Freedom of Religion or Freedom of the Church?
Steven Douglas Smith
University of San Diego School of Law
August 17, 2011
San Diego Legal Studies Paper No. 11-061
This essay argues that the well known problems in modern religion clause jurisprudence can be traced back to a common mistake: we have supposed that the clauses are about religion when in fact they are (or should be) about the church. Part 1 of the essay argues that the understanding which supposes that the Constitution requires special treatment of “religion,” or that it creates or accepts a special category of “religion” that involves distinctive benefits and burdens and disqualifications, rests on a false dichotomy, or a debilitating category mistake. Part 2 briefly recounts how, historically, a campaign for freedom of the church - a campaign devoted to maintaining the church as a jurisdiction independent of the state-developed into a commitment to freedom of conscience (conscience being the “inner church,” so to speak). The section then relates how this commitment to freedom of the church - both the institutional church and the inner church - came to be reconceived as a more generic commitment to freedom of religion, with the unfortunate consequences considered in Part 1.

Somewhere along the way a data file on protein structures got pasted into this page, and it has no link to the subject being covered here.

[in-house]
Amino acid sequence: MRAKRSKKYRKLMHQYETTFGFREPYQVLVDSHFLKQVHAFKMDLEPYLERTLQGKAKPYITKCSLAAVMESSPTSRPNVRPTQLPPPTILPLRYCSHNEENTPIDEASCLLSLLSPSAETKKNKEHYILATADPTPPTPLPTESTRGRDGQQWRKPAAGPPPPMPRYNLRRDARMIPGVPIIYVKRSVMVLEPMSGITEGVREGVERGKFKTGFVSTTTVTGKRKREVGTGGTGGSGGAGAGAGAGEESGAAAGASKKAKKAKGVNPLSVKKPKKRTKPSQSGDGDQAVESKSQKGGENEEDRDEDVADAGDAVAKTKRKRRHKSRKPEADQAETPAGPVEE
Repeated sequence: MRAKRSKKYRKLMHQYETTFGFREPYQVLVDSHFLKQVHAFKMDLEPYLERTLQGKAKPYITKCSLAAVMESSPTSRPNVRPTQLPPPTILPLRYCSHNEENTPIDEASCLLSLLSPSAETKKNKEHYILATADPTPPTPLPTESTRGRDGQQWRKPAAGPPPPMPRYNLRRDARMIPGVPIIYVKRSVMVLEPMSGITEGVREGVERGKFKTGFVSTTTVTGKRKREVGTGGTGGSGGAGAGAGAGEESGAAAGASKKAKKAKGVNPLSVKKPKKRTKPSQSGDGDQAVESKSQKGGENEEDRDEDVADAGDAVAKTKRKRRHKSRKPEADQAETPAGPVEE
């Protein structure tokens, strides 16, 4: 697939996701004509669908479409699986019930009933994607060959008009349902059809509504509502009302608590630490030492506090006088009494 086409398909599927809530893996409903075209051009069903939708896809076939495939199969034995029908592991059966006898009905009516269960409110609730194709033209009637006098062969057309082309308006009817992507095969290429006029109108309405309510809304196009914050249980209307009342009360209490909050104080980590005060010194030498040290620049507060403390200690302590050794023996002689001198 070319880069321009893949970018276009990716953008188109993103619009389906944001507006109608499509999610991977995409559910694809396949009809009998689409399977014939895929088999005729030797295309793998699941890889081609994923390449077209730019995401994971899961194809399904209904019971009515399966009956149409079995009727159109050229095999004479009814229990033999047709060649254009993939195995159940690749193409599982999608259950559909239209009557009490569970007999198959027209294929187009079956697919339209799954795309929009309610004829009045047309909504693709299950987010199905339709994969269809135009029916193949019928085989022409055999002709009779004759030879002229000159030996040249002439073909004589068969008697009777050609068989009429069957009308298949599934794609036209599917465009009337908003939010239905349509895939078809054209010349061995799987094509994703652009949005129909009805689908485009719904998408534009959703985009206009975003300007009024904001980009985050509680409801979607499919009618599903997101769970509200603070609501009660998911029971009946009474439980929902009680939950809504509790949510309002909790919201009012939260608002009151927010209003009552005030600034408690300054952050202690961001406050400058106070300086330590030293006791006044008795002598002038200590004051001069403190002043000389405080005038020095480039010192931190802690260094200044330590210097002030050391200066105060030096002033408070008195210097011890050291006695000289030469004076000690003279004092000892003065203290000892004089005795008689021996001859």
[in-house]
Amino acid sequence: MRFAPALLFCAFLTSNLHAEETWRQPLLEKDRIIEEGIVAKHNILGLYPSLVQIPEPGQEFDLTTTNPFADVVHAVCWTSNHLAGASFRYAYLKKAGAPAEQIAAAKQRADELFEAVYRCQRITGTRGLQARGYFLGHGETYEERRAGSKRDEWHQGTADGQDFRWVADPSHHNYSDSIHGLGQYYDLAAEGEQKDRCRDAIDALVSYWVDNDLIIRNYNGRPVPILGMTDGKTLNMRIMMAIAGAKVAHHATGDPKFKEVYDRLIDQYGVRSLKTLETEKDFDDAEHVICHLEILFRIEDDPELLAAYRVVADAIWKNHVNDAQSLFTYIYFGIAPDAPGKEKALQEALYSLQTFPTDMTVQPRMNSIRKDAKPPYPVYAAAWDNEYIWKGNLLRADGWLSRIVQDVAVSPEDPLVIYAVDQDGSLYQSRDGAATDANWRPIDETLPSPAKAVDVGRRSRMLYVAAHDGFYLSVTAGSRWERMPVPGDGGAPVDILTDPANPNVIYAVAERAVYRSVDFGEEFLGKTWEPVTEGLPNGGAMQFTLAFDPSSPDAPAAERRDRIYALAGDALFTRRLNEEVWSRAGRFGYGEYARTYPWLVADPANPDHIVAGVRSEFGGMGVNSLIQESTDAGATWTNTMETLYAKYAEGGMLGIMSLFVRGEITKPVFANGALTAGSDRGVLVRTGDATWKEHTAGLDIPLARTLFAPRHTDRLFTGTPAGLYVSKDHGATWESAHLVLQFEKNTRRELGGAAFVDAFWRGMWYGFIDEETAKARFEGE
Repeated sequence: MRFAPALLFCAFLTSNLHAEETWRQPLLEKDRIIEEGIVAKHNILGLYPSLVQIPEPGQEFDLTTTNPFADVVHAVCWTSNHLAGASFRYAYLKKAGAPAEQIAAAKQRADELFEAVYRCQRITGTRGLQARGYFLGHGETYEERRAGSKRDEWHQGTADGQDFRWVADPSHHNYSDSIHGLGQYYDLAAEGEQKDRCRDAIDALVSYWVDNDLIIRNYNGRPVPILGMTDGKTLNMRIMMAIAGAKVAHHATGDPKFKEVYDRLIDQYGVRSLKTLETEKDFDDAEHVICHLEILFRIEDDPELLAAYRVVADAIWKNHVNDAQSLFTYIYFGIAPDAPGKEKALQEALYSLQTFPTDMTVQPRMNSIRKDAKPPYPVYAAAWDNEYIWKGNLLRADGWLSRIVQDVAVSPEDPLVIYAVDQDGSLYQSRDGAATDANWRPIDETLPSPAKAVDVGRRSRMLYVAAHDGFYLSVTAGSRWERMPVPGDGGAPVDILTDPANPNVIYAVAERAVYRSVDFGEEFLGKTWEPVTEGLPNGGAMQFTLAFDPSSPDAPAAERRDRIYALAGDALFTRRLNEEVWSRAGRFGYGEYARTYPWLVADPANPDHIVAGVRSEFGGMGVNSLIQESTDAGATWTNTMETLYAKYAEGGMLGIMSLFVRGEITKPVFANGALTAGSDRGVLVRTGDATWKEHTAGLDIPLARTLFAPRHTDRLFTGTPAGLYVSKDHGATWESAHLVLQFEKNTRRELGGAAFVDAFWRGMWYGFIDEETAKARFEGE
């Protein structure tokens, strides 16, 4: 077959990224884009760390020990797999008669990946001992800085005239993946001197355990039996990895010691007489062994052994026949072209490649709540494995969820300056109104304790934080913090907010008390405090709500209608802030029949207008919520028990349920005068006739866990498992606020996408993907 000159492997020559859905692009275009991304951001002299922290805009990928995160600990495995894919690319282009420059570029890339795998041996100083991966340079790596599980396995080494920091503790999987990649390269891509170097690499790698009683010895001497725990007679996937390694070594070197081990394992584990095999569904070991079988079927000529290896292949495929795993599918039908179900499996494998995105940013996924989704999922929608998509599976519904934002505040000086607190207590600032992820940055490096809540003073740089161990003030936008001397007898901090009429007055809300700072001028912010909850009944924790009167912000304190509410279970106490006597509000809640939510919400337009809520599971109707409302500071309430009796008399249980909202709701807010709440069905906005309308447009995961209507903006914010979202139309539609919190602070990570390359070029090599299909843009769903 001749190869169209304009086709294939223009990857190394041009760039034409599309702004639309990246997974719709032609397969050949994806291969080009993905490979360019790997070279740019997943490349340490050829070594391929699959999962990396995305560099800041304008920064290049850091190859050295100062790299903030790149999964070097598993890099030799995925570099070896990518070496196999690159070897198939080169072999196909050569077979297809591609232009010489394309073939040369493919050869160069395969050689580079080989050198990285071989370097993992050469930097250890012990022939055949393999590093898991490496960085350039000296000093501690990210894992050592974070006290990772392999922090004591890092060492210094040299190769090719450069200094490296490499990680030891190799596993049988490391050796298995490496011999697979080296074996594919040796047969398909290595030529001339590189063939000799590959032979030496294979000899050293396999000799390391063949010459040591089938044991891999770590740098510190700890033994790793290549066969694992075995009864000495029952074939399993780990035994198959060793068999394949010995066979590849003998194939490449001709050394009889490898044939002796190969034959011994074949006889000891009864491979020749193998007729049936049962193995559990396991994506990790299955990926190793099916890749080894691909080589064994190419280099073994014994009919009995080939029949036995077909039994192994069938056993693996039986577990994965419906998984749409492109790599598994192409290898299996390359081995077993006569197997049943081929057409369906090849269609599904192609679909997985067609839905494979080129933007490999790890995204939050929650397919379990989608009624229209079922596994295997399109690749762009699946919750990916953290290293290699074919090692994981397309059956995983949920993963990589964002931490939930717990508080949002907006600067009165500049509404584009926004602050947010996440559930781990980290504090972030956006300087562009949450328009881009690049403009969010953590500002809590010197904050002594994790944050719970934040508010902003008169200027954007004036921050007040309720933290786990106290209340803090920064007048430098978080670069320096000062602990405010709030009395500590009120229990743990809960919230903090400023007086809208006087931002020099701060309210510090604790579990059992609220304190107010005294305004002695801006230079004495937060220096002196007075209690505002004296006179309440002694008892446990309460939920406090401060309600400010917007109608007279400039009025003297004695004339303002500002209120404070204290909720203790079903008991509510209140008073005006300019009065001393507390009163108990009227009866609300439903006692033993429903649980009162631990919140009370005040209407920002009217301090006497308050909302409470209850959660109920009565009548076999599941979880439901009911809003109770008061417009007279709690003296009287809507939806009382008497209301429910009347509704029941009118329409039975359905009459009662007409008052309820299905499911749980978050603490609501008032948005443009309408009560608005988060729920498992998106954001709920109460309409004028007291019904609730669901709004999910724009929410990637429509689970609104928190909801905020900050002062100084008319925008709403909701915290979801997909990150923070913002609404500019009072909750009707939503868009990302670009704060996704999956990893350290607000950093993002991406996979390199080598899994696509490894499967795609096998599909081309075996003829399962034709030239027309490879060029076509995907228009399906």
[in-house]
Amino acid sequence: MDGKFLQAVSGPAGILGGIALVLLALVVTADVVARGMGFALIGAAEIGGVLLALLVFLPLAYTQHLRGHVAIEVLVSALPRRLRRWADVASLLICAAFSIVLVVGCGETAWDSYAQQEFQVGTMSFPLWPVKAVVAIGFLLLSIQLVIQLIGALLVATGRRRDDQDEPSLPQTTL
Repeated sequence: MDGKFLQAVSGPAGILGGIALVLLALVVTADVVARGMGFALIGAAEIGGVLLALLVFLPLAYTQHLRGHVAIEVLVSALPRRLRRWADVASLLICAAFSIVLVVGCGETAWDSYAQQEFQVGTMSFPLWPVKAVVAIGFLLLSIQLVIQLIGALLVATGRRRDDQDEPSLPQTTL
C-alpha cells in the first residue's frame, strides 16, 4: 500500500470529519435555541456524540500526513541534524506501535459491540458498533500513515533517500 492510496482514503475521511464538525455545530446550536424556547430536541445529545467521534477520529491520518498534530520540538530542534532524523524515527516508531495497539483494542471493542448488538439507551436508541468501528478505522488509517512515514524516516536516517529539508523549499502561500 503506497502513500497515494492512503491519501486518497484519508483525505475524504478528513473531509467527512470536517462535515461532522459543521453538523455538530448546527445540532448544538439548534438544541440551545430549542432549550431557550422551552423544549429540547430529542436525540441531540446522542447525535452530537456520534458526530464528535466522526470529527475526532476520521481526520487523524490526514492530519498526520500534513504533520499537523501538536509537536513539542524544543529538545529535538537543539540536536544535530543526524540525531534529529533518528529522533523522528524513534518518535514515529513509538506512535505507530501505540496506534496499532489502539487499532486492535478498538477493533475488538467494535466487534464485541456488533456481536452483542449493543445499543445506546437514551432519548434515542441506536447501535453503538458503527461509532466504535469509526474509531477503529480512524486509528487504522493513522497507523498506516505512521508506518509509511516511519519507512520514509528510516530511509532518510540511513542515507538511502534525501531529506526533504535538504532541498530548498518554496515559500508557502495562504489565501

Number of Pages in PDF File: 49
Keywords: religion, constitutional law, freedom of the church, first amendment
JEL Classification: k10, k39Accepted Paper Series
Date posted: August 18, 2011
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